According to Weaver, the WebDVD's video/animations section, to be taped on-location at various research sites around the world, will showcase research that is being carried out by the field's leading scientists and engineers. "Each research project selected for the DVD has a connection to a topic of social relevance," she explains. "For example, the modules on the original prototype have connections to semiconductor chips and to medical research on brain trauma." The disc's animations component, to be designed and produced at the AMC, "will visually demonstrate specific points and concepts discussed in the videos," Weaver continues. "They will be edited into the video content...and provided on the DVD in an à la carte menu. The theory section will contain HTML- and Java-based material linking the high-level research material in the videos to the concepts students are learning in the classroom. Finally, the interactive problems will be related to the research material in the videos, and will include authentic data from the researchers' work for students to analyze."
But why WebDVD, and why now? For O'Neill-Jones, a 20-year veteran of media production, the technology was a natural choice. "As more and more courses go online, technology has become an integral component of the teaching and learning process," she explains. "One of the areas that needs improvement is the rich media component of online and classroom-delivered education. Streaming media is an inconsistent way to deliver video, audio, and animation because the quality of playback depends upon the user's set-up, bandwidth, and other factors. WebDVD is the way to overcome the bandwidth issues and to ensure consistent media playback. One of the goals of this project will be to gather data and to assess the value of using rich media sources in the classroom and their effect on the learning outcome.
"Education is undergoing an incredible revolution," O'Neill-Jones continues. "The educational model in which the student went to the information is changing to one in which the information comes to the student. Education is no longer time- and place-dependent. With this change comes a need to rethink how the information gets to the student and the quality of the medium that delivers that information. Until ‘broadband for all' is a reality, WebDVD allows students to view, experience, and learn from high-quality audio, video, and animation by integrating dynamic content updates and linking to a variety of interactive tools, such as databases, chat rooms, and online testing."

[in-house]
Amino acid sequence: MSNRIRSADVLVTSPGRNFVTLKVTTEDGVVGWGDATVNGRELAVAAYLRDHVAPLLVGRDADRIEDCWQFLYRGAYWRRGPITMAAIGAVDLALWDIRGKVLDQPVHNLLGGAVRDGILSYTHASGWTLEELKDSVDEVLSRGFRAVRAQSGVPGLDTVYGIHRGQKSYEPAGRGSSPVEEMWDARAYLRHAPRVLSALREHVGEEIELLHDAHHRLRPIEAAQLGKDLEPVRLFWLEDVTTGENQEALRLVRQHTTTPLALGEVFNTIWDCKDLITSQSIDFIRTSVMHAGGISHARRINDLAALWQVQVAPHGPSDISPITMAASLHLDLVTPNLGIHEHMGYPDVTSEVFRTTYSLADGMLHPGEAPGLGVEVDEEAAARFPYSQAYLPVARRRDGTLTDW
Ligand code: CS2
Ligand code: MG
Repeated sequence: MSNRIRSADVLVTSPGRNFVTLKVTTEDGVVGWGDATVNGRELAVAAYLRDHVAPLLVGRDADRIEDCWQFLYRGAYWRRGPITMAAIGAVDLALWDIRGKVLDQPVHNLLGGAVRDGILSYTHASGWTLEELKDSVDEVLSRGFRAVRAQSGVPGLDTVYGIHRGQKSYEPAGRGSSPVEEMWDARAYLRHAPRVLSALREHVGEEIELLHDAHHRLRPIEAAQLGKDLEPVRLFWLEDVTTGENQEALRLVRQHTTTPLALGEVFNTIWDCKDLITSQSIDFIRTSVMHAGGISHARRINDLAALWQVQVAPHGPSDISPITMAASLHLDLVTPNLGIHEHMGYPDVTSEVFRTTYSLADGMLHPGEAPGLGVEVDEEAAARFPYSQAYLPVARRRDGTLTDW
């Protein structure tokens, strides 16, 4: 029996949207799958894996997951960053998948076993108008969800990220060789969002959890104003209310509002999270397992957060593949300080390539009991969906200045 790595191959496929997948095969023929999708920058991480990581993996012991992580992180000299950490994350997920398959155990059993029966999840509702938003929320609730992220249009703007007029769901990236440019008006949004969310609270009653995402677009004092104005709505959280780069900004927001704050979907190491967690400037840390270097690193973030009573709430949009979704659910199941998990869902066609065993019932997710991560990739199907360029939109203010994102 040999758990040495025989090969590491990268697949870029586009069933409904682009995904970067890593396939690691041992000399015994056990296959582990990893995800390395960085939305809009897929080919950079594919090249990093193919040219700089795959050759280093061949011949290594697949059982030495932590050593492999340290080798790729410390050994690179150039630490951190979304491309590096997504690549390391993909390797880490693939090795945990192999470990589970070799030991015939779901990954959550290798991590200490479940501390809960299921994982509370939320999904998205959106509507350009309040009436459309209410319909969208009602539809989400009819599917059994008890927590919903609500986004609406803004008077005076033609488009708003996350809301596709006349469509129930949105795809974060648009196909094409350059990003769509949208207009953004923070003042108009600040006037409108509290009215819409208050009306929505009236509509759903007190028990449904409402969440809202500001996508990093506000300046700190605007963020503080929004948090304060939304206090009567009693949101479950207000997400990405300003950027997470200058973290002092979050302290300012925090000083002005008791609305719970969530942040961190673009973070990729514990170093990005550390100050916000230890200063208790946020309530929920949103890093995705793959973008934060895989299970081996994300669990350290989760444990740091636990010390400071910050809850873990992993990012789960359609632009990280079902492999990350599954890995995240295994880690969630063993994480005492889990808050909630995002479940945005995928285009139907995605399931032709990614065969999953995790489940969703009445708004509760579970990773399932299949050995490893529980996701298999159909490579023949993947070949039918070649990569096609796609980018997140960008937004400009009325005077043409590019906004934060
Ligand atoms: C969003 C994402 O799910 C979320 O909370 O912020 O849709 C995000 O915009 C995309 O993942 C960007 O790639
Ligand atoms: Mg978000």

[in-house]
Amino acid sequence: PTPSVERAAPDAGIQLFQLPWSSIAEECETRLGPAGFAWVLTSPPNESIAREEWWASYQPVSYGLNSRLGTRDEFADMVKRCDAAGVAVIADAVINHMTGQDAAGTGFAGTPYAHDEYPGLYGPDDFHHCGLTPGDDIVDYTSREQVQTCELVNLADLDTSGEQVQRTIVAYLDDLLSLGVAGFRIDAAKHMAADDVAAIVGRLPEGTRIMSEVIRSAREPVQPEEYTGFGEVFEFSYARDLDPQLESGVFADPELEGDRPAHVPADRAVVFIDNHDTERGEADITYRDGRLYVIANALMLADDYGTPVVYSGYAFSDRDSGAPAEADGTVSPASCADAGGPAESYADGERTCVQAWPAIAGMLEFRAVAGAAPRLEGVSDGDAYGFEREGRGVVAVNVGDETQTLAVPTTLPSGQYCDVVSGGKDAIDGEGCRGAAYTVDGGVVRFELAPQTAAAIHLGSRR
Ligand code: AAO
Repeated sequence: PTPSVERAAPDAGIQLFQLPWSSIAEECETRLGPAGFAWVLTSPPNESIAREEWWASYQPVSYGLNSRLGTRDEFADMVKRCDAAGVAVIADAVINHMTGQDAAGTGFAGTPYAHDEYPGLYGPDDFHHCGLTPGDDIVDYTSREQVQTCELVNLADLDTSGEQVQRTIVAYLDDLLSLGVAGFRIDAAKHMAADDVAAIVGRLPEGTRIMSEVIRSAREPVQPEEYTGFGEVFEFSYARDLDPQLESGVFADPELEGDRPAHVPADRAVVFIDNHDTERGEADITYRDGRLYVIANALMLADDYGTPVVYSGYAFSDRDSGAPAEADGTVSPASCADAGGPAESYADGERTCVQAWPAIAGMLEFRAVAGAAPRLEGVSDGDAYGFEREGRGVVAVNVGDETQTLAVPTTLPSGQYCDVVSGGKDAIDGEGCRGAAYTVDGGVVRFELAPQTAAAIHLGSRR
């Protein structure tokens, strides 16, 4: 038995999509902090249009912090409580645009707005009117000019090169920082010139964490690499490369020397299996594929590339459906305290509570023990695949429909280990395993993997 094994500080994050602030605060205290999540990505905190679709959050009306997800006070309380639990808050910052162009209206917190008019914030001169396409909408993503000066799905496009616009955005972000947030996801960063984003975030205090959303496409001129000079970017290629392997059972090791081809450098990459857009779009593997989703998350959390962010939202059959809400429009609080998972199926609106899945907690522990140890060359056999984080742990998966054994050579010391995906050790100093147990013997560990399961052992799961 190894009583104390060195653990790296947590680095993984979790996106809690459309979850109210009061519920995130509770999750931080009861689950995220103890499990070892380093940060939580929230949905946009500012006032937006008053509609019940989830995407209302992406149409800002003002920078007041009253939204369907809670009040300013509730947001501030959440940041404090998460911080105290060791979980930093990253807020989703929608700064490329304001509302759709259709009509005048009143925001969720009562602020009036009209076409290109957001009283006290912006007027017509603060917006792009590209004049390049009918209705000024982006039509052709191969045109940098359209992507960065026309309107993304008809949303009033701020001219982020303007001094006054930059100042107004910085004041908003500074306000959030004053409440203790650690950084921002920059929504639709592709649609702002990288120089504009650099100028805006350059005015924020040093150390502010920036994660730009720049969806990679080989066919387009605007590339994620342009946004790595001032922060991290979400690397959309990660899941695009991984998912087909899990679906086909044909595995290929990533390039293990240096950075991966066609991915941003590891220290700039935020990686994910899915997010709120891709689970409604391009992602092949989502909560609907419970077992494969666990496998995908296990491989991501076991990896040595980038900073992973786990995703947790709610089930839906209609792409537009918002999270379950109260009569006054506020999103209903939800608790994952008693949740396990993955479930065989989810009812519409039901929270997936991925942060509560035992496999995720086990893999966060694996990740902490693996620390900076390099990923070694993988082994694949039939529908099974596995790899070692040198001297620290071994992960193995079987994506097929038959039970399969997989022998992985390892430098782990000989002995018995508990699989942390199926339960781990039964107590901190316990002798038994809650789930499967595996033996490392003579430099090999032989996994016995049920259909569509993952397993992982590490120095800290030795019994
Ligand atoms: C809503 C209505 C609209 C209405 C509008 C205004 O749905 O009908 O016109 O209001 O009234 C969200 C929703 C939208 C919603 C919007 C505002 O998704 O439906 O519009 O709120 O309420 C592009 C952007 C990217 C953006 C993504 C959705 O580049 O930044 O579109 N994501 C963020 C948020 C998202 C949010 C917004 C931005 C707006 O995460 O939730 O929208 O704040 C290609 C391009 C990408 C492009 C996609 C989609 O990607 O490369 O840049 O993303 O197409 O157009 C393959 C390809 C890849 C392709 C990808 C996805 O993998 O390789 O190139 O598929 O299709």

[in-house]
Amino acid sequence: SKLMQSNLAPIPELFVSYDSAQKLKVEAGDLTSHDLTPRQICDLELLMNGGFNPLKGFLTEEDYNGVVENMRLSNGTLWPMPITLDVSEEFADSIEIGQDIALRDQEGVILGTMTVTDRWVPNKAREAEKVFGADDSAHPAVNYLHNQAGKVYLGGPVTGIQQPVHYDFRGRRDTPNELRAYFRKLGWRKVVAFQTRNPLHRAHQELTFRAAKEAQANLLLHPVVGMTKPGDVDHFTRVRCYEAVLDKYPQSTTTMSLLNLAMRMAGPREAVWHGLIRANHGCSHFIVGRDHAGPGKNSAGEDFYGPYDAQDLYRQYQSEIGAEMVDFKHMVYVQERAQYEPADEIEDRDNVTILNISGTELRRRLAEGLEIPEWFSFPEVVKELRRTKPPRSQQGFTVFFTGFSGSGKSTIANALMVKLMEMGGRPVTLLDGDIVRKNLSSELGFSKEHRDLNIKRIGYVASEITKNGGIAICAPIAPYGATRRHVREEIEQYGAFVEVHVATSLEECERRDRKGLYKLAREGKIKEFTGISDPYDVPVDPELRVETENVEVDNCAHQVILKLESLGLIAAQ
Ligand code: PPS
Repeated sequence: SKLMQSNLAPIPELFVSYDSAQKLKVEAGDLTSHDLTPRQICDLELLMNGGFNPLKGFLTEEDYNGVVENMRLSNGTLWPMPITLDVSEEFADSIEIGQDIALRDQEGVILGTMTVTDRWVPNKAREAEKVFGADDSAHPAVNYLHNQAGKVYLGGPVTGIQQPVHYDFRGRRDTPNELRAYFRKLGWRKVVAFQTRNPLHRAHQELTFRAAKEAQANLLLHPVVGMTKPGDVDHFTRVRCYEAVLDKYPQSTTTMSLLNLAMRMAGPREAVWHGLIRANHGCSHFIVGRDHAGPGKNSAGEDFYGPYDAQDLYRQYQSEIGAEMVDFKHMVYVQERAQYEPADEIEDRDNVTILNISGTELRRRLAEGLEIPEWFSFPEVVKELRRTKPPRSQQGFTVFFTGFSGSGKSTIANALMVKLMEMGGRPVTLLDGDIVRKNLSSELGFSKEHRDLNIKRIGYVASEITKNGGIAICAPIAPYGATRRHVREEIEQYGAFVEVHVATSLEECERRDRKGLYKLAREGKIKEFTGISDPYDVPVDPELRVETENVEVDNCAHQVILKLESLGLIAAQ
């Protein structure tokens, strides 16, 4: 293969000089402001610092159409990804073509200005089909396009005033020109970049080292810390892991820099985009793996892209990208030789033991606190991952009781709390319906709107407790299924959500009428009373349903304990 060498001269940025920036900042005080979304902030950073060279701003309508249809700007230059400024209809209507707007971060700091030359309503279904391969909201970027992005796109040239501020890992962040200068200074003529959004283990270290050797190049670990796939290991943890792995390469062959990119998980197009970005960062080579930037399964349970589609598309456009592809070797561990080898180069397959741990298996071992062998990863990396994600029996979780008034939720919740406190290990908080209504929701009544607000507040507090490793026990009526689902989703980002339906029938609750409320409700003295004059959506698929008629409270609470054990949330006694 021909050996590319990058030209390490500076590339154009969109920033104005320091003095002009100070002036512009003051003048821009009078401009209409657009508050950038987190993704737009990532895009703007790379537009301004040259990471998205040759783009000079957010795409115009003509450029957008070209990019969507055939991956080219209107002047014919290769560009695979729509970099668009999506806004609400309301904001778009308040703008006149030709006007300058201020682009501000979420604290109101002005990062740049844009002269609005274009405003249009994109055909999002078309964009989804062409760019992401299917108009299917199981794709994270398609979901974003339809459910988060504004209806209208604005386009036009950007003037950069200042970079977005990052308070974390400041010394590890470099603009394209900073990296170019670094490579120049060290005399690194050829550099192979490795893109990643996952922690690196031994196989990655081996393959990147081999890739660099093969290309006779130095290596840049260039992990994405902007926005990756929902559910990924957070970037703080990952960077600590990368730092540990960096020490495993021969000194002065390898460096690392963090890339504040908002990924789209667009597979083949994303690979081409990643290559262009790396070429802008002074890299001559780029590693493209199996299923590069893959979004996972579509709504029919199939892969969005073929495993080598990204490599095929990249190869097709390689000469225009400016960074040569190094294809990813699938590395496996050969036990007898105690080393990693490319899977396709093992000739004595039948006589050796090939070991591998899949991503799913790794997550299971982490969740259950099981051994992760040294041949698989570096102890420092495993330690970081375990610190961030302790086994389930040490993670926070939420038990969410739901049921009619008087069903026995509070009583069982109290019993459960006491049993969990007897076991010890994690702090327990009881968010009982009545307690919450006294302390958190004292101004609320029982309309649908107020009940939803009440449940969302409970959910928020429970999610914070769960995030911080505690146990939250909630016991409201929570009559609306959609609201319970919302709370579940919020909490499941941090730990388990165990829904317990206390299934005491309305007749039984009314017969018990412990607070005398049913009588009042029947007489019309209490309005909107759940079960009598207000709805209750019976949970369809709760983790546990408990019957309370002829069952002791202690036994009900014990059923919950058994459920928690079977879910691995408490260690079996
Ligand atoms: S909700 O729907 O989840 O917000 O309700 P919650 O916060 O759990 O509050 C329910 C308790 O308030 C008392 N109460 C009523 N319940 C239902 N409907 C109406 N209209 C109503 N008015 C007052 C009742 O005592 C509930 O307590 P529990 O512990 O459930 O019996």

Weaver also believes in the technology and its place in the classroom, but is careful to set boundaries. "WebDVD can offer a media supplement of high quality and bandwidth. For certain applications, such as videos of chemistry reactions and experiments, this is essential," she says. "WebDVD also provides a versatile and interactive medium in which students can learn. However, it should not—and probably will not—replace other methods of instructing students."
O'Neill-Jones agrees that WebDVD's value is self-evident, but that hurdles remain. "The biggest challenge we've faced so far is selling the concept of WebDVD," she explains. "Producing the prototype as a proof-of-concept and getting the NSF to fund it was a big challenge. The next challenge will be ensuring ubiquitous playback environments. For WebDVD to make it into the educational mainstream, the playback needs to be easy, inexpensive, and seamless."
Until then, the chemistry between DVD and the classroom will continue to be tested and refined. "The optimal scenario [in the future] is one that combines the benefits of one-on-one instruction, collaborative student group work, lectures, media supplements (such as video and animation), and interactive homework," says Weaver. "Each of these educational models has its strengths, and no single one should be expected to be everything to everyone."
(Peggy O'Neill-Jones: Metropolitan State College of Denver and DVD.learn, http://clem.mscd.edu/~techcom; www.dvdlearn.com. Gabriela Weaver: Purdue University, Department of Chemistry, www.chem.purdue.edu/faculty/weaverg.htm.)